Mistakes on October ‘Fridge Door’

Keen observers will have noticed that many of the listings in the ‘Regular Events’ section on the back page are incorrect – venues and times are correct but the days are wrong. We’re too late to correct the print version but the online copy of your October Triangle is now correct. We will try to contact the organisations concerned to alert them as soon as possible. In the meantime, our sincere apologies.

Check the correct version Fridge Door October 2018

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Bermagui Preschool’s Moodji Cultural Garden

The book Dark Emu by Bruce Pascoe puts forward a compelling argument for the reconsideration of the hunter-gather label for pre-colonial Aboriginal Australians. The evidence insists that Aboriginal people right across the continent were using domesticated plants, sowing, harvesting, irrigating and storing. Living in permanent dwellings, with meeting places, connected by paths and the use of simple equipment such as fishing traps, storage structures, and water craft is well documented in this book and other sources of research.

The Bermagui Preschool Moodji Cultural Garden aims to provide an alternative understanding of our rich Australian history and correct the misconceptions and skewed views of our history as presented to us by colonial explorers. We hope that our children and families will learn that the Yuin people did build houses and dams, sow, irrigate and till the land, sew clothes and build fishing traps, bags and baskets. There existed a pan-continental government that generated peace and prosperity, with rich and vibrant languages, laws and trade systems, ceremonies and traditions.

It is envisaged the Bermagui Preschool Cultural Garden will include the following:
an agricultural space where children can grow crops traditionally farmed in this region including yams, oat grass, native grains, native rice and bush tucker. This space will include examples of irrigation systems and game farming. Opportunities to make and use traditional baskets and bags for gathering bush tucker, to use traditional tools to harvest crops and to bake traditional damper and simple bread and learn about game farming will be created.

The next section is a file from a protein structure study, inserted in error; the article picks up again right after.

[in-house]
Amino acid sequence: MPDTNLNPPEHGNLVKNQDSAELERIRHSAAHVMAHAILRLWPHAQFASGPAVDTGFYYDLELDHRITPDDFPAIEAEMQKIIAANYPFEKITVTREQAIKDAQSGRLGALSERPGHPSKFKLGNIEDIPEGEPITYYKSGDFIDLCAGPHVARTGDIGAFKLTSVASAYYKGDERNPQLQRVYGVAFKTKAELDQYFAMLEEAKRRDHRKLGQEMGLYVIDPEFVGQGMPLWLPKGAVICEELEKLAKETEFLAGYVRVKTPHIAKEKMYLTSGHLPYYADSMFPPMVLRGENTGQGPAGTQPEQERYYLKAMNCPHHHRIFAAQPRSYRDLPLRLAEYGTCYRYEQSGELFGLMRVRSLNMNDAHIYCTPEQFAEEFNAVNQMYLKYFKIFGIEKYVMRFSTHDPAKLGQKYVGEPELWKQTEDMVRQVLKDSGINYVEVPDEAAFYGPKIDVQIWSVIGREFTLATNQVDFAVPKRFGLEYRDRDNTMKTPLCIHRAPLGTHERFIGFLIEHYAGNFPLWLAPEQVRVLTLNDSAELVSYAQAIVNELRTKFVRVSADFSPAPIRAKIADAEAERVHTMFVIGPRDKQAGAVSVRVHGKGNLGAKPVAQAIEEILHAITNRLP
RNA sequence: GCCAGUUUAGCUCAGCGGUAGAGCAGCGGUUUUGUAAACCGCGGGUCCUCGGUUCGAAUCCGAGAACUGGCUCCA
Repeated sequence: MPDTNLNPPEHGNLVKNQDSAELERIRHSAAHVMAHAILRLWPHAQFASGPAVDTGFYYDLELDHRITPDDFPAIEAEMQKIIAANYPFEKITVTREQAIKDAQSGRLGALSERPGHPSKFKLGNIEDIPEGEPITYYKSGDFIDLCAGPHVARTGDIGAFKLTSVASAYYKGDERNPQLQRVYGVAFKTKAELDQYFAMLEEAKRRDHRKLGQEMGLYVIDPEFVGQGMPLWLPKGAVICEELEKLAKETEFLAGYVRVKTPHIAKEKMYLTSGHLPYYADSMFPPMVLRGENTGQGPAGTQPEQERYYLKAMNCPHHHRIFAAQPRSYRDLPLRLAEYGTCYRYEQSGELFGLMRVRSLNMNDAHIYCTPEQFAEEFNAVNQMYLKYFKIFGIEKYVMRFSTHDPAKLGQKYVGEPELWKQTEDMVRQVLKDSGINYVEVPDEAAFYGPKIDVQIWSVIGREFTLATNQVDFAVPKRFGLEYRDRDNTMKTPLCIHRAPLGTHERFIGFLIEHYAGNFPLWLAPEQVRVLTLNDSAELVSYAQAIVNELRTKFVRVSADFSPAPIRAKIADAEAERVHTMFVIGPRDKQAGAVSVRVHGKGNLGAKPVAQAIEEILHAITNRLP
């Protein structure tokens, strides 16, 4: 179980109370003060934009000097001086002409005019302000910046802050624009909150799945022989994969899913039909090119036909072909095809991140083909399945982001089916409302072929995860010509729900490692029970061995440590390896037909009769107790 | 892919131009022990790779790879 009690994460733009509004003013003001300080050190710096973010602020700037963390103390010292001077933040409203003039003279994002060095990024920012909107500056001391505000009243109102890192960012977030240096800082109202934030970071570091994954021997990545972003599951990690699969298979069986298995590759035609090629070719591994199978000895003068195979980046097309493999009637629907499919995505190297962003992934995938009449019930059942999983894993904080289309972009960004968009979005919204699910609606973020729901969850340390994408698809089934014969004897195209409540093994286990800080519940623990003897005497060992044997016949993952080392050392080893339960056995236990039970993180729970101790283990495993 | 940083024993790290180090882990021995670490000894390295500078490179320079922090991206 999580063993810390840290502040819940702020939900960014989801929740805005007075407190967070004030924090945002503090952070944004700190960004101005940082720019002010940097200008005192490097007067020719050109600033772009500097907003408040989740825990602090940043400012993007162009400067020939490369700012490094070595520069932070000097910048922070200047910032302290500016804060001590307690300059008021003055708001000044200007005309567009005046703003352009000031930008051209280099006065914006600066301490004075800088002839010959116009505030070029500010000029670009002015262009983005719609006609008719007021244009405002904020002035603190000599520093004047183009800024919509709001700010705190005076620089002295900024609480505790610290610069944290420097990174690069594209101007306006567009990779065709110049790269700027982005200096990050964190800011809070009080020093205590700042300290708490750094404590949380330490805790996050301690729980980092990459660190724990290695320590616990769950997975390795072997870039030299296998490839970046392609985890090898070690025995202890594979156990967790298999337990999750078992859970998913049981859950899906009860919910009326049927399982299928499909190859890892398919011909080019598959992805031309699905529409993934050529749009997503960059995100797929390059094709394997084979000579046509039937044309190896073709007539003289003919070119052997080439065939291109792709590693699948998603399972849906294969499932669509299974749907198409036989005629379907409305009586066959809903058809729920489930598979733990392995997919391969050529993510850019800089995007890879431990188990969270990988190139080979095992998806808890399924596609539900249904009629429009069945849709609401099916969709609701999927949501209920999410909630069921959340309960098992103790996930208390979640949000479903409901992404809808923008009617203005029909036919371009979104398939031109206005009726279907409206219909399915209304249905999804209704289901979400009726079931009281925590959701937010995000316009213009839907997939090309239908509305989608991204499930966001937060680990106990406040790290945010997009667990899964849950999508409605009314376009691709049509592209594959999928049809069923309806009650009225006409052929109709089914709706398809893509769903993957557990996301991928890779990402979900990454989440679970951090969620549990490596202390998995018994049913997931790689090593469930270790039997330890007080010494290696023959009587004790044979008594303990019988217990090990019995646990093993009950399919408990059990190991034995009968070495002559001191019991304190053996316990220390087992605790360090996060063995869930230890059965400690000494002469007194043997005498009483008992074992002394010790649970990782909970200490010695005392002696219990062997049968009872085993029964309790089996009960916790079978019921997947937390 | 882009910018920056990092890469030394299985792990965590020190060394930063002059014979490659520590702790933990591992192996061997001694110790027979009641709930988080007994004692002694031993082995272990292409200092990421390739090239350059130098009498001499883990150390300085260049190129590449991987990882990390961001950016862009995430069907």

Traditional aquaculture will be explored by creating irrigation systems and dam walls, as well as building fish traps and watercraft. Traditional housing, paths, meeting places, fire spaces, storage structures, shade shelters and totems will be installed, creating places where children can play and learn.

In consultation with Yuin elders, a focus on teaching Yuin language, law, trade systems, ceremonies and traditions will be encouraged in this cultural space.

Bermagui Preschool

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Meet Marvin and Otis

Oh no! Technical problems late last month meant that we missed our Pet of the Month for September. But don’t despair, here are a couple of gorgeous pups ready for new forever-homes.

Marvin (pictured left) is very outgoing and loving, is good with cats, kids, other dogs and all people. He knows basic manners and with a little more training he would be a perfect dog. His brother Otis is more of a ‘laid back, go with the flow’ boy who enjoys his cuddles and alone time with his female human (he is a little wary of men at the moment). They both enjoy playtime outside romping around in the grass with other dogs.

Call Animal Welfare League FSC Branch on 0400 372 609. You can also check the Facebook page to see who else needs a home at the moment.

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Sonny Burgess of Cobargo aces Bird Olympics

Sonny Burgess of Year 6 at Cobargo Public School was the overall winner of last month’s Sapphire Coast Learning Community Bournda Bird Olympics. This award will reside at Cobargo Public School for the next year and his achievement will be engraved on the shield.

Supported by his mum and dad, Sonny aced the criteria—identifying bird species, feathers, beaks, identifying bird calls, scientific names and general knowledge from a field of around 30 students. More impressive were the bird calls Sonny could perform. His repertoire included the baby magpie, adult magpie, the little corella and the yellow tailed black cockatoo.